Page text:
Archive for December, 2015

Oracle 11g and 12c Cardinality Feedback Leads to Hundreds of Child Cursors

Sometimes, advanced features can bring advanced problems. Seeing a project with hundreds of child cursors with a different execution plan each, is never a pleasure, but there has to be a reason.

In fact, we are talking about the “USE_FEEDBACK_STATS” reason in v$sql_shared_cursor. Its meaning is: “A hard parse is forced so that the optimizer can reoptimize the query with improved optimizer inputs (for example, cardinality estimates)”. The issue was, that the DB executed a plan, got feedback, made a new plan, executed it, got feedback, made a new plan … This way,

Oracle 11g and 12c Cardinality Feedback Leads to Hundreds of Child Cursors!

And too many child cursors is causing all sorts of problems for efficient parsing, as I described some time ago.

What I did to get rid of the child cursor generator in this case:

  • Simplifying the query by removing subqueries (changing them to joins wherever possible). This grossly reduces the degree of freedom for the optimizer.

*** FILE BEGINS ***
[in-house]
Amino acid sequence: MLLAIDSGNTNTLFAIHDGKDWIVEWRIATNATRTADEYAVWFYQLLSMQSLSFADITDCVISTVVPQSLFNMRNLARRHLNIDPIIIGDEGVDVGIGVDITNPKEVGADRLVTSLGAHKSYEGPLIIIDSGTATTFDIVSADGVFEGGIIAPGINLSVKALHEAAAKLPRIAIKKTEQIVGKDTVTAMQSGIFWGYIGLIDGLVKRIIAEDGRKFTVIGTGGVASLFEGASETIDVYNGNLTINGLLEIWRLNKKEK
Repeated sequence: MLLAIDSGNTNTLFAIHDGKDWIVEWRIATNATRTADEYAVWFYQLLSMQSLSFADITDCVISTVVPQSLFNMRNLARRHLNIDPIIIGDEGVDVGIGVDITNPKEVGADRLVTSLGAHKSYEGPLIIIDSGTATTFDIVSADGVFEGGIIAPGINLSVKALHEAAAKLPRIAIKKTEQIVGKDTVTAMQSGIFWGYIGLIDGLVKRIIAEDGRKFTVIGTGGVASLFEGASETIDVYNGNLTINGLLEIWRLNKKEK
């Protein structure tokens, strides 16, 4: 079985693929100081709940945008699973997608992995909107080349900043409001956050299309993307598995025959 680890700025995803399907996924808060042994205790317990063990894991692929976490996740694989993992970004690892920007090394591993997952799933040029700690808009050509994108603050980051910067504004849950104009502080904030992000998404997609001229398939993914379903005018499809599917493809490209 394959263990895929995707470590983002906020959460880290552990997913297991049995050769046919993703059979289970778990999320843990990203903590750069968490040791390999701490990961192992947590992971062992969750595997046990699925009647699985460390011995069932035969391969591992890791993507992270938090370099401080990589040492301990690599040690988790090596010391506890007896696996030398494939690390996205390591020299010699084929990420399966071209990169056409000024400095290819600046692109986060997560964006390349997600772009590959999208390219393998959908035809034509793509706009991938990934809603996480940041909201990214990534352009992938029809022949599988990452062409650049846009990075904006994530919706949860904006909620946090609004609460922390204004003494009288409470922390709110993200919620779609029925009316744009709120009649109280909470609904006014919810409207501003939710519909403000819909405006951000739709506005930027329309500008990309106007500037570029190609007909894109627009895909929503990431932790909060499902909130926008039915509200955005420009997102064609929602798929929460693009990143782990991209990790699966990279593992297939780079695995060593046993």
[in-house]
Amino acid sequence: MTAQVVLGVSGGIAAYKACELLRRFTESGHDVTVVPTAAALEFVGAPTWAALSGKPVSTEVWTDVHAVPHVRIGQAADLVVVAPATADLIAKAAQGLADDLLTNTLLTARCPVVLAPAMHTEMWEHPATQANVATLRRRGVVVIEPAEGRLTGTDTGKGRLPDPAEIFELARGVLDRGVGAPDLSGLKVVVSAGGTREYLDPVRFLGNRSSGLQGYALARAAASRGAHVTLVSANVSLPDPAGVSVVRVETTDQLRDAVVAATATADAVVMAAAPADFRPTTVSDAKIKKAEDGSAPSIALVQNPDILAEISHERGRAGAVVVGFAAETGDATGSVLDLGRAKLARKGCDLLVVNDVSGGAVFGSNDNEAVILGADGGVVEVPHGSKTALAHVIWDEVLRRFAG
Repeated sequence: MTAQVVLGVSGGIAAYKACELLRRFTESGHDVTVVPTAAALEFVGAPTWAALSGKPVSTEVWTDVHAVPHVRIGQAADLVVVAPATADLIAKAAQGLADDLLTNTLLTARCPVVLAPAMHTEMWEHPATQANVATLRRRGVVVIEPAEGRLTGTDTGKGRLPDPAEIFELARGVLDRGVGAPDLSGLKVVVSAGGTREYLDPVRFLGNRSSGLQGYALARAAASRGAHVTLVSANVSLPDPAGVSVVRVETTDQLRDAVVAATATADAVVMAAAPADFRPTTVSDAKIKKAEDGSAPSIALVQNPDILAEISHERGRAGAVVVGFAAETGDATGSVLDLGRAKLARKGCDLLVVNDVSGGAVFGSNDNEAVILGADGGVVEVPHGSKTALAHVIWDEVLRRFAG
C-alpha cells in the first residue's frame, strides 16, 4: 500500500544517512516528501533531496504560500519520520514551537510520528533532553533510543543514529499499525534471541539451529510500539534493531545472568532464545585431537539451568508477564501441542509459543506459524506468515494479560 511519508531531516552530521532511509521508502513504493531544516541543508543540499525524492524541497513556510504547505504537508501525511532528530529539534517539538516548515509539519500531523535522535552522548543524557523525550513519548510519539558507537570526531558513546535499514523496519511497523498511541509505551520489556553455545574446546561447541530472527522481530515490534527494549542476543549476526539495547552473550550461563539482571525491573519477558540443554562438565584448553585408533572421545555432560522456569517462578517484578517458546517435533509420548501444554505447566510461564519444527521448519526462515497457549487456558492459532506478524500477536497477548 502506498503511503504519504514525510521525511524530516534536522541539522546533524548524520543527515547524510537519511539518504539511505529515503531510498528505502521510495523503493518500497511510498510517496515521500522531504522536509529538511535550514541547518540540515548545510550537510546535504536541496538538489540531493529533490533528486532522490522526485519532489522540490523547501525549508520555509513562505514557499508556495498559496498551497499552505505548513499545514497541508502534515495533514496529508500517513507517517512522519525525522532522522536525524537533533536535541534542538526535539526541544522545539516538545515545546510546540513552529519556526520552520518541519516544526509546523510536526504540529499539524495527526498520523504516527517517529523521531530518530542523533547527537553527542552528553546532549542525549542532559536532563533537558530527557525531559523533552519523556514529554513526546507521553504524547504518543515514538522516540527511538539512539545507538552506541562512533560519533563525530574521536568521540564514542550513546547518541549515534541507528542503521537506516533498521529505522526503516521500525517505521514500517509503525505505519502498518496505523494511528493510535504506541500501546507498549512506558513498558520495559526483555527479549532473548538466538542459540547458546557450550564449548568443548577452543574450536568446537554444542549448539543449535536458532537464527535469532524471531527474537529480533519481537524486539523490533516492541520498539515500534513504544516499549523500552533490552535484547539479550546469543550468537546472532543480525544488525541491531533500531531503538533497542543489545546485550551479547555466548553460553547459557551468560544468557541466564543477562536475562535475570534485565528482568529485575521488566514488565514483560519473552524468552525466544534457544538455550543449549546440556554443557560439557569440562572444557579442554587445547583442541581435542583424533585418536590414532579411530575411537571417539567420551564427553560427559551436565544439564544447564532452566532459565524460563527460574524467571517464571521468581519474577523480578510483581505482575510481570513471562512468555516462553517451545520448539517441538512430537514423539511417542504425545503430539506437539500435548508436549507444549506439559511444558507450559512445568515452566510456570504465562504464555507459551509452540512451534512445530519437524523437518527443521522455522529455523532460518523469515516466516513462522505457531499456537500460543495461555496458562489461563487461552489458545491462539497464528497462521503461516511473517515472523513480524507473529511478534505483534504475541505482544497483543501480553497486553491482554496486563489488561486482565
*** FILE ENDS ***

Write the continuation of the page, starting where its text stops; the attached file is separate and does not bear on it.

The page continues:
• Creating better statistics by using extended statistics (multi column stats to improve combined cardinality). This was the key to success, made the initial guessing good enough for a stable plan.

With this combined, we had less plans, and the plans we got were used more than once.

Just the picture was specific to a recent version, but the reason was always there. The invalidation reason just surfaced it. Fixed it with quite a traditional approach, as I usually do – not fussing around with ADDM and stuff.

I’m a strong believer in the CBO’s dynamic. So please treat your Cost Based Optimizer nicely – you can’t beat it into submission. Make it see the facts, and it will behave well without strings attached.

Sorry that I can’t show you a reference case today. Hope this gives you an idea anyway, and if you have questions, just let me know.

By Martin Klier in Oracle  .::. Read Comment (1)

You can follow any responses to this entry through the RSS 2.0 feed. You can leave a response, or trackback from your own site.